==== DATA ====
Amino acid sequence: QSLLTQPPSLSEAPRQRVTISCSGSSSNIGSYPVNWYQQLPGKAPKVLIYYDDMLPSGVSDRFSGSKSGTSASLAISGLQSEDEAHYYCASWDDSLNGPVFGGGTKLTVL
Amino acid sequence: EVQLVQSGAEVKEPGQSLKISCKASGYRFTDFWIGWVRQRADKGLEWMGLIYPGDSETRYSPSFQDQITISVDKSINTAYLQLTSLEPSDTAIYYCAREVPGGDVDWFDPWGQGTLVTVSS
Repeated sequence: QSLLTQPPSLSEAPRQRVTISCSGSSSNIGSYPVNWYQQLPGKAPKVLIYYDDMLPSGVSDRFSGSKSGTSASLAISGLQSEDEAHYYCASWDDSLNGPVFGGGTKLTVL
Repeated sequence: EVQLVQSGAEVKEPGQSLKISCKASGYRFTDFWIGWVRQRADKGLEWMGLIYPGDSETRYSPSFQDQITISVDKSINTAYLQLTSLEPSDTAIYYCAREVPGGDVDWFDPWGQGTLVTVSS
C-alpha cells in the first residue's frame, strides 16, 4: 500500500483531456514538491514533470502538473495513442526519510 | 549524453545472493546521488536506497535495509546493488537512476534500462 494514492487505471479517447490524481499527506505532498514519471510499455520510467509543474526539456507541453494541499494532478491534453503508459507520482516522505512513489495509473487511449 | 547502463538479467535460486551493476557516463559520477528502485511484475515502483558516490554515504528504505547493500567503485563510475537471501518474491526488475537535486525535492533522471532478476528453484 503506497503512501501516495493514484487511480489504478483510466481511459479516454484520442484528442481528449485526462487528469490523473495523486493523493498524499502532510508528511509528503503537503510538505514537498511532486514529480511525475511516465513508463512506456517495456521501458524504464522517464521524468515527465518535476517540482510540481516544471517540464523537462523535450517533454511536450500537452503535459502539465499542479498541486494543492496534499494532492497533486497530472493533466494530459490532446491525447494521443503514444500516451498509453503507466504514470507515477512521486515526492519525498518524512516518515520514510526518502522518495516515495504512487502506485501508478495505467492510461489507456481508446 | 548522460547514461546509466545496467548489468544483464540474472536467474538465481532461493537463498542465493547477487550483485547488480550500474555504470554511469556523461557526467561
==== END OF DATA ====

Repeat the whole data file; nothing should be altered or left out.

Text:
Amino acid sequence: QSLLTQPPSLSEAPRQRVTISCSGSSSNIGSYPVNWYQQLPGKAPKVLIYYDDMLPSGVSDRFSGSKSGTSASLAISGLQSEDEAHYYCASWDDSLNGPVFGGGTKLTVL
Amino acid sequence: EVQLVQSGAEVKEPGQSLKISCKASGYRFTDFWIGWVRQRADKGLEWMGLIYPGDSETRYSPSFQDQITISVDKSINTAYLQLTSLEPSDTAIYYCAREVPGGDVDWFDPWGQGTLVTVSS
Repeated sequence: QSLLTQPPSLSEAPRQRVTISCSGSSSNIGSYPVNWYQQLPGKAPKVLIYYDDMLPSGVSDRFSGSKSGTSASLAISGLQSEDEAHYYCASWDDSLNGPVFGGGTKLTVL
Repeated sequence: EVQLVQSGAEVKEPGQSLKISCKASGYRFTDFWIGWVRQRADKGLEWMGLIYPGDSETRYSPSFQDQITISVDKSINTAYLQLTSLEPSDTAIYYCAREVPGGDVDWFDPWGQGTLVTVSS
C-alpha cells in the first residue's frame, strides 16, 4: 500500500483531456514538491514533470502538473495513442526519510 | 549524453545472493546521488536506497535495509546493488537512476534500462 494514492487505471479517447490524481499527506505532498514519471510499455520510467509543474526539456507541453494541499494532478491534453503508459507520482516522505512513489495509473487511449 | 547502463538479467535460486551493476557516463559520477528502485511484475515502483558516490554515504528504505547493500567503485563510475537471501518474491526488475537535486525535492533522471532478476528453484 503506497503512501501516495493514484487511480489504478483510466481511459479516454484520442484528442481528449485526462487528469490523473495523486493523493498524499502532510508528511509528503503537503510538505514537498511532486514529480511525475511516465513508463512506456517495456521501458524504464522517464521524468515527465518535476517540482510540481516544471517540464523537462523535450517533454511536450500537452503535459502539465499542479498541486494543492496534499494532492497533486497530472493533466494530459490532446491525447494521443503514444500516451498509453503507466504514470507515477512521486515526492519525498518524512516518515520514510526518502522518495516515495504512487502506485501508478495505467492510461489507456481508446 | 548522460547514461546509466545496467548489468544483464540474472536467474538465481532461493537463498542465493547477487550483485547488480550500474555504470554511469556523461557526467561